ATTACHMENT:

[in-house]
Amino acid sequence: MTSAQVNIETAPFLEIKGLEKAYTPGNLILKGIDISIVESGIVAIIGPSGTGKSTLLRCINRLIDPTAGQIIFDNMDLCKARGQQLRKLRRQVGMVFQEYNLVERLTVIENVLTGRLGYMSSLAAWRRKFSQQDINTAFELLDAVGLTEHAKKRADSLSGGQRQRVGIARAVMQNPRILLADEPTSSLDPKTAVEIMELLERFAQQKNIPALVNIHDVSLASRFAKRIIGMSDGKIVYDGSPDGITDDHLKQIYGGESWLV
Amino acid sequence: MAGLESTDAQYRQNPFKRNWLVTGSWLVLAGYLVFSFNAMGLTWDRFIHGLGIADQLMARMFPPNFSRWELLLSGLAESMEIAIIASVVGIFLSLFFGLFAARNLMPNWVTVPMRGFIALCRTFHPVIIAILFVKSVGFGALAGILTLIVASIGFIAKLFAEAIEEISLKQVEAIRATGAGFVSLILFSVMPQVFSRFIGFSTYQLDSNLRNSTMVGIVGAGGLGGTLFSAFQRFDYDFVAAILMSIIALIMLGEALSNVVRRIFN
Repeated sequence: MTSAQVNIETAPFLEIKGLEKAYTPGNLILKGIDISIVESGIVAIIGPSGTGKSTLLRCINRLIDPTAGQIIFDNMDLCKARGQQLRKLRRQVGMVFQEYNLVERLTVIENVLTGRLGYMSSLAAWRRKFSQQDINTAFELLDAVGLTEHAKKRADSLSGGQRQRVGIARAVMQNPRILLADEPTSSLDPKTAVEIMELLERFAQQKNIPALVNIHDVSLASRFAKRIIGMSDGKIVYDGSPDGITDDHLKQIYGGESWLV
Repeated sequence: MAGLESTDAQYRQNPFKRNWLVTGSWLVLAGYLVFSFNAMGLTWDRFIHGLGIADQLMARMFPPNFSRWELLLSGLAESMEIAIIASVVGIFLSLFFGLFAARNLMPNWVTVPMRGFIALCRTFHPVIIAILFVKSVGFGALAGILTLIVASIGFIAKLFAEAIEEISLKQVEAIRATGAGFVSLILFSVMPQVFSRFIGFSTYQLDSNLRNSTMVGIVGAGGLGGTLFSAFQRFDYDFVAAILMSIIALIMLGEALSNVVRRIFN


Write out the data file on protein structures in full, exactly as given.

[in-house]
Amino acid sequence: MTSAQVNIETAPFLEIKGLEKAYTPGNLILKGIDISIVESGIVAIIGPSGTGKSTLLRCINRLIDPTAGQIIFDNMDLCKARGQQLRKLRRQVGMVFQEYNLVERLTVIENVLTGRLGYMSSLAAWRRKFSQQDINTAFELLDAVGLTEHAKKRADSLSGGQRQRVGIARAVMQNPRILLADEPTSSLDPKTAVEIMELLERFAQQKNIPALVNIHDVSLASRFAKRIIGMSDGKIVYDGSPDGITDDHLKQIYGGESWLV
Amino acid sequence: MAGLESTDAQYRQNPFKRNWLVTGSWLVLAGYLVFSFNAMGLTWDRFIHGLGIADQLMARMFPPNFSRWELLLSGLAESMEIAIIASVVGIFLSLFFGLFAARNLMPNWVTVPMRGFIALCRTFHPVIIAILFVKSVGFGALAGILTLIVASIGFIAKLFAEAIEEISLKQVEAIRATGAGFVSLILFSVMPQVFSRFIGFSTYQLDSNLRNSTMVGIVGAGGLGGTLFSAFQRFDYDFVAAILMSIIALIMLGEALSNVVRRIFN
Repeated sequence: MTSAQVNIETAPFLEIKGLEKAYTPGNLILKGIDISIVESGIVAIIGPSGTGKSTLLRCINRLIDPTAGQIIFDNMDLCKARGQQLRKLRRQVGMVFQEYNLVERLTVIENVLTGRLGYMSSLAAWRRKFSQQDINTAFELLDAVGLTEHAKKRADSLSGGQRQRVGIARAVMQNPRILLADEPTSSLDPKTAVEIMELLERFAQQKNIPALVNIHDVSLASRFAKRIIGMSDGKIVYDGSPDGITDDHLKQIYGGESWLV
Repeated sequence: MAGLESTDAQYRQNPFKRNWLVTGSWLVLAGYLVFSFNAMGLTWDRFIHGLGIADQLMARMFPPNFSRWELLLSGLAESMEIAIIASVVGIFLSLFFGLFAARNLMPNWVTVPMRGFIALCRTFHPVIIAILFVKSVGFGALAGILTLIVASIGFIAKLFAEAIEEISLKQVEAIRATGAGFVSLILFSVMPQVFSRFIGFSTYQLDSNLRNSTMVGIVGAGGLGGTLFSAFQRFDYDFVAAILMSIIALIMLGEALSNVVRRIFN